5. 3 Altruism or self-interest? Solidarity and the welfare state
    (pp. 41-52)

    The basic assumption of this book is that social solidarity constitutes the foundation of the welfare state. If individualization or globalization erodes solidarity, this will inevitably undermine the welfare state. At face value, this might seem self-evident, since the welfare state embodies the greater part of organized solidarity. However, on closer inspection, the relationship between social solidarity and the welfare state is more complex. This chapter examines this relationship. First, we define what we consider to be the core of the welfare state. Next, we argue that the income transfers via the welfare state can rightly be called acts of...

  6. 4 Falling apart? The many meanings of individualization
    (pp. 53-70)

    The process of individualization is regarded by many as one of the most important social-cultural developments of the postwar period. For the most part, however, the growing literature on individualization lacks firm empirical underpinning. Most authors on individualization, among whom are renowned sociologists such as Beck, Giddens and Bauman, confine themselves to describing some broad, general trends that, in their opinion, should suffice to show that a process of individualization is taking place. This approach makes it rather difficult to judge the importance of the individualization process, and indeed, whether there really is a process of individualization taking place. In...

  7. 5 Independent yet solidary The impact of individualization on solidarity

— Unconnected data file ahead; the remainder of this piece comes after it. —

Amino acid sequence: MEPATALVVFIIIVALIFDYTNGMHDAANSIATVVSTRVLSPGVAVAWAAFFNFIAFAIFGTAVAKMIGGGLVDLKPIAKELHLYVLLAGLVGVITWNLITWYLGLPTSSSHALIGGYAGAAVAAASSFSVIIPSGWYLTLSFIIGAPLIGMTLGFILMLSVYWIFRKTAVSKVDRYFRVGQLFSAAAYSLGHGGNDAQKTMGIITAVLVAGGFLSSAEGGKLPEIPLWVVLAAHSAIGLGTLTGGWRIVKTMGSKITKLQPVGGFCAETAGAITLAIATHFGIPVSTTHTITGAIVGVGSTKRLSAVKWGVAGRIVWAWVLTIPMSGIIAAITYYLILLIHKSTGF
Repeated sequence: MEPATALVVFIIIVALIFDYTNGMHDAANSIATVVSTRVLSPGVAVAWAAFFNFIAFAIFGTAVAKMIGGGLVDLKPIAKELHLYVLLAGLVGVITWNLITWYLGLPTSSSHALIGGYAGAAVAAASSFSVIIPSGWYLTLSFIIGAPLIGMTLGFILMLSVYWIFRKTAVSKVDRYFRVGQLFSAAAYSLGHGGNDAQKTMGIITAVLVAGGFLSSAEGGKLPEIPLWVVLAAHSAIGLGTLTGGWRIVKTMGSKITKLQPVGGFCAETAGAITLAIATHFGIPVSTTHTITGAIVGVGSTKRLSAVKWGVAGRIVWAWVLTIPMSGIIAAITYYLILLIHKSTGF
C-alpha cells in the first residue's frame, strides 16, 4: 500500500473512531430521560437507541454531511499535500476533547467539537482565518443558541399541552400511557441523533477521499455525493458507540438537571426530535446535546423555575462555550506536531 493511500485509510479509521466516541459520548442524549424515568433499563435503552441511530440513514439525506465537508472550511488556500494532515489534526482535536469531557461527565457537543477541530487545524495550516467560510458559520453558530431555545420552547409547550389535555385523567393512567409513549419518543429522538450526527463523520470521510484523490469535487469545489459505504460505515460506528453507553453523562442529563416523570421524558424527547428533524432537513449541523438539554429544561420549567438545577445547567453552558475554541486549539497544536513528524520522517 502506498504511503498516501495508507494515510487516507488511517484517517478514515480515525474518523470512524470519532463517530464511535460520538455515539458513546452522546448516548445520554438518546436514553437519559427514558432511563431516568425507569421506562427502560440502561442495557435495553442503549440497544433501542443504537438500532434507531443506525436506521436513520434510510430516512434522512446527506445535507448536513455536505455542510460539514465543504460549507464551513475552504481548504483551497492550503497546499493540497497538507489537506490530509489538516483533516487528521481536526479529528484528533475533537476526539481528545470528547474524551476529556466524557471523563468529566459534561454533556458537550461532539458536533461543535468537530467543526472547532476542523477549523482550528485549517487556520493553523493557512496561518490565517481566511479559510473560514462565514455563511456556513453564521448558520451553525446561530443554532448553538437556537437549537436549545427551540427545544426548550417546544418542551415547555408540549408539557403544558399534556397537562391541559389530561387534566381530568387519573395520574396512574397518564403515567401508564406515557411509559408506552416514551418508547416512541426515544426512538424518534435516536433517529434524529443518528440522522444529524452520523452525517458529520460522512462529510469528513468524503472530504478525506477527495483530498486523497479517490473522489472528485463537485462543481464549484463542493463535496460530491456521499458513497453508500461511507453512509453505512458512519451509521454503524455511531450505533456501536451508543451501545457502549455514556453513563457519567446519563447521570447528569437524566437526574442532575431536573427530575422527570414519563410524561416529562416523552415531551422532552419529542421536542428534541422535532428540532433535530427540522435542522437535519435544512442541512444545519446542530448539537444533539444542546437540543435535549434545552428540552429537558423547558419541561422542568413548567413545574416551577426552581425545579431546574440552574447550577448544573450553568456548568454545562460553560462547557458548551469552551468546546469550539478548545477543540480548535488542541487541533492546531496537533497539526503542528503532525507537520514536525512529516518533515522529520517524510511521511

(pp. 71-100)

    Complaints about the erosion of social solidarity often go hand in hand with a simple explanation. Declining solidarity is allegedly caused by the process of individualization and, thus, progresses with each new generation. At face value, it is obvious that individualization is related to the erosion of solidarity. As social solidarity refers to mutual bonds and commitment, individualization points to the loosening of the ties between the individual and society. Thus considered, individualization and erosion of solidarity are two sides of the same coin: individualization undermines solidarity, and restoring solidarity is only possible by turning the individualization process back. If...

  8. 6 A borderless world? Developments in globalization, 1970-2005
    (pp. 101-124)

    To an outside observer we live in an era of globalization. When we wake up, we eat our breakfast, drink a cup of coffee or tea, perhaps a glass of orange juice, all made from ingredients from different parts of the world, while we are reading the world news in our morning papers. After we finish breakfast, it is time to get in our foreign-made car to get to the multinational company we work for, in the meantime listening to rock classics on the radio. As we arrive at work, we start up our computer and get in touch with...

  9. 7. Threats and opportunities The impact of globalization on the welfare state
    (pp. 125-156)